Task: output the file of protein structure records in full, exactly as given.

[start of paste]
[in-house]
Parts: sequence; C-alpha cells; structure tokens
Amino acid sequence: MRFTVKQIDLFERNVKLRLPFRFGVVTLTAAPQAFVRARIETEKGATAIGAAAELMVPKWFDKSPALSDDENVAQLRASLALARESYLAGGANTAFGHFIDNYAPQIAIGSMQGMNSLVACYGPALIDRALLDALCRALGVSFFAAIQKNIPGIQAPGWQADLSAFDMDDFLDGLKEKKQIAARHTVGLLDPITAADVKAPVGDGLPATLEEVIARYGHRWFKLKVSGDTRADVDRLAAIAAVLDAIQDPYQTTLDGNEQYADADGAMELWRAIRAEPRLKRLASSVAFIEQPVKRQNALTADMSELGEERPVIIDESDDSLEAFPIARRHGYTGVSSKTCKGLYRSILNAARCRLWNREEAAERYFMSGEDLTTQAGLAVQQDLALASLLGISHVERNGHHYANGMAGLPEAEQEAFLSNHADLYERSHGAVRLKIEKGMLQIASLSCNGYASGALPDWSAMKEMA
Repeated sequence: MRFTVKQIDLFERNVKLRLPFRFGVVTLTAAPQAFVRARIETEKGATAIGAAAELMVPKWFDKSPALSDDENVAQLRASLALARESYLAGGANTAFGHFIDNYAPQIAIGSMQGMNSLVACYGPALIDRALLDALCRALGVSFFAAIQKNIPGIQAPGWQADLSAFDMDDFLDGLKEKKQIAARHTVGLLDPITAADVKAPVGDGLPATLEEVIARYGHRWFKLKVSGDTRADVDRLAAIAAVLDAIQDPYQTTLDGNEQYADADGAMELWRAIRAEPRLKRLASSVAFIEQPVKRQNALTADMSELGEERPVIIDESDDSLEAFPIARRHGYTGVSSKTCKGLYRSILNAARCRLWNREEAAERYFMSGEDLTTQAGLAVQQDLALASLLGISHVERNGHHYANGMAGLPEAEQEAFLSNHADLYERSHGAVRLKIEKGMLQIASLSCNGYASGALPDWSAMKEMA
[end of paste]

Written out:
[in-house]
Parts: sequence; C-alpha cells; structure tokens
Amino acid sequence: MRFTVKQIDLFERNVKLRLPFRFGVVTLTAAPQAFVRARIETEKGATAIGAAAELMVPKWFDKSPALSDDENVAQLRASLALARESYLAGGANTAFGHFIDNYAPQIAIGSMQGMNSLVACYGPALIDRALLDALCRALGVSFFAAIQKNIPGIQAPGWQADLSAFDMDDFLDGLKEKKQIAARHTVGLLDPITAADVKAPVGDGLPATLEEVIARYGHRWFKLKVSGDTRADVDRLAAIAAVLDAIQDPYQTTLDGNEQYADADGAMELWRAIRAEPRLKRLASSVAFIEQPVKRQNALTADMSELGEERPVIIDESDDSLEAFPIARRHGYTGVSSKTCKGLYRSILNAARCRLWNREEAAERYFMSGEDLTTQAGLAVQQDLALASLLGISHVERNGHHYANGMAGLPEAEQEAFLSNHADLYERSHGAVRLKIEKGMLQIASLSCNGYASGALPDWSAMKEMA
Repeated sequence: MRFTVKQIDLFERNVKLRLPFRFGVVTLTAAPQAFVRARIETEKGATAIGAAAELMVPKWFDKSPALSDDENVAQLRASLALARESYLAGGANTAFGHFIDNYAPQIAIGSMQGMNSLVACYGPALIDRALLDALCRALGVSFFAAIQKNIPGIQAPGWQADLSAFDMDDFLDGLKEKKQIAARHTVGLLDPITAADVKAPVGDGLPATLEEVIARYGHRWFKLKVSGDTRADVDRLAAIAAVLDAIQDPYQTTLDGNEQYADADGAMELWRAIRAEPRLKRLASSVAFIEQPVKRQNALTADMSELGEERPVIIDESDDSLEAFPIARRHGYTGVSSKTCKGLYRSILNAARCRLWNREEAAERYFMSGEDLTTQAGLAVQQDLALASLLGISHVERNGHHYANGMAGLPEAEQEAFLSNHADLYERSHGAVRLKIEKGMLQIASLSCNGYASGALPDWSAMKEMA